Aside from the statistics suggesting empathy will increase employee retention, empathy is important in the workplace because how we do one thing is how we do most things. We don’t typically lack empathy at work, yet go home or out in our communities with an abundance of empathy to spread. Our workplaces are among the places where we continue our education about life, relationship, and results. What we learn there can be used outside of work to make the world more empathetic. This is our responsibility, regardless of our title or status.
What do you do about the “emotional employee”?
I have been on both sides of the crying situations, even if my supervisors didn’t always know it. As an employee struggling to perform at the high level I desired, I wish my supervisor had said something like, “I can see by your response that doing a good job is important to you. Let’s talk about how to get your performance to a level that we will both be happy with.” Instead, I was admonished and left to figure it out on my own. Sometimes I did. At least one time I did not, and I was eventually fired for guessing incorrectly what my superiors wanted me to do. I left feeling like I had been set up for termination, and a court agreed with me.
How do you effectively improve empathy throughout your workplace?
Although not directly titled as such, I teach several courses on improving empathy, and my Third Ear Conflict Resolution process gives people a framework for building the skill. Specifically, Action Two of the process asks participants to not only look at their own thoughts, beliefs, wants, and needs, but to consider those of the people around them. We tend to forget that we’re dealing with other human beings who have also been hung up on, bumped into, ignored, yelled at, and more before we encountered them. We assume they had similar lives to ours, not considering that they might have survived abuse, crime, discrimination, poverty, or war—and that those experiences shaped them differently from us. The only action that will change this is compassionate conversation.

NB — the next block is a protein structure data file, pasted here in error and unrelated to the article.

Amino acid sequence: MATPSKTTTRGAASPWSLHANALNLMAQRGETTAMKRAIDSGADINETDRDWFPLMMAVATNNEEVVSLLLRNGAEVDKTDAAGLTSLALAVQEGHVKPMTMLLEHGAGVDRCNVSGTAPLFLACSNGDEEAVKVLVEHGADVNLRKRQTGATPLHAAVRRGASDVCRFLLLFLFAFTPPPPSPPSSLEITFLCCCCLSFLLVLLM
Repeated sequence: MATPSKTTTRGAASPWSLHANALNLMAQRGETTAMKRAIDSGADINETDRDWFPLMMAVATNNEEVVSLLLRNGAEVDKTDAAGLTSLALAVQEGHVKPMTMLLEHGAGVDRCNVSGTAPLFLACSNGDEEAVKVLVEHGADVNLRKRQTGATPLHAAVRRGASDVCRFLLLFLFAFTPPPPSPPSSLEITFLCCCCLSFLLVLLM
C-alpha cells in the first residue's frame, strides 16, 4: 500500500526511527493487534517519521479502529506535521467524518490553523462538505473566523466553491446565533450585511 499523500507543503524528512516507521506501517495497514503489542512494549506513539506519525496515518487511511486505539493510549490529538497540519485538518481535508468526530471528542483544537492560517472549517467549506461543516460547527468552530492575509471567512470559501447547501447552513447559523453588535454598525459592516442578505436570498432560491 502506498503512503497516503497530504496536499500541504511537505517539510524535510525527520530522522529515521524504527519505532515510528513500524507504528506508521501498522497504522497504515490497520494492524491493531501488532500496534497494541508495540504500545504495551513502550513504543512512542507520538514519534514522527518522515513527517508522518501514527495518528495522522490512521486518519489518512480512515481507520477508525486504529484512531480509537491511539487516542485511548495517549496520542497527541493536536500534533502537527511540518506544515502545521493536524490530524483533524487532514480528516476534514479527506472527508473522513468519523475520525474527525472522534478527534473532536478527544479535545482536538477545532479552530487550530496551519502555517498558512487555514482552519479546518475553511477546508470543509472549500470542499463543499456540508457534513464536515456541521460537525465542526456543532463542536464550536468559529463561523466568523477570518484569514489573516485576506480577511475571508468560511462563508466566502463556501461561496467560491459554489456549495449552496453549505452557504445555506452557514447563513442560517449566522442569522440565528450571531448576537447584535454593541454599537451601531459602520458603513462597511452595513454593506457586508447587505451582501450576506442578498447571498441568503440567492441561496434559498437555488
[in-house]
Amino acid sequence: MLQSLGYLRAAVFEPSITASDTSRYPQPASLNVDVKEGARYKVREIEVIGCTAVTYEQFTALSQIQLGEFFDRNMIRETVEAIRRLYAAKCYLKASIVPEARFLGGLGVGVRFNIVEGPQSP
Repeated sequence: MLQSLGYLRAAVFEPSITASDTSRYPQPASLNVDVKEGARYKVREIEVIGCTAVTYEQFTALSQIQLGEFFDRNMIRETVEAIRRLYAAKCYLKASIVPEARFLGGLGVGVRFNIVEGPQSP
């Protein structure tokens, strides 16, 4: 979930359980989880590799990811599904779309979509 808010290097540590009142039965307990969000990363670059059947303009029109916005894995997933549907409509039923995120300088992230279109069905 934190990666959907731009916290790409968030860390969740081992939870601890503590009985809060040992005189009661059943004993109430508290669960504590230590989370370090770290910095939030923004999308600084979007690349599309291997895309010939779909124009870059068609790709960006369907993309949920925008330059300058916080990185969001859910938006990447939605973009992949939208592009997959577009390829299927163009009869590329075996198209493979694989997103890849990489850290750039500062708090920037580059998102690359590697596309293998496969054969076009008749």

What steps do you take to help employees improve empathy if it doesn’t come naturally to them?
My book contains several exercises that can help employees practice in more comfortable environments. As they build skill in connecting more deeply with loved ones they trust, we move to people they fear. We delve into the fears, which are usually based on beliefs that they might have adopted from less credible sources than the individuals they fear. I facilitate conversations and help them connect, trust, and collaborate, asking them to “Stay on PARR”: Plan, Act, Revise, and Repeat, until they get the results they want. There is no quick fix, but a few minutes of practice each day will make it eventually look natural for them, if not also have it be natural.
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Nance L. Schick, Esq., is a workplace attorney, ethno-religious mediator, and conflict resolution coach based in New York City. Her goal is to keep you out of court and build your conflict resolution skills so everyone has a better work experience. She helps managers and business owners have empowering conversations about emotionally-charged issues such as gender, race, religion, and disability. She is creator of the Third Ear Conflict Resolution process, author of DIY Conflict Resolution, and an award-winning entrepreneur acknowledged by Super Lawyers (ADR, 2018 & 2019), the New York Economic Development Corporation/B-Labs (Finalist, Best for NYC 2015 & 2016), U.S. Chamber of Commerce (2015 Blue Ribbon Small Business), Enterprising Women Magazine (Honorable Mention, 2014 Woman of the Year awards).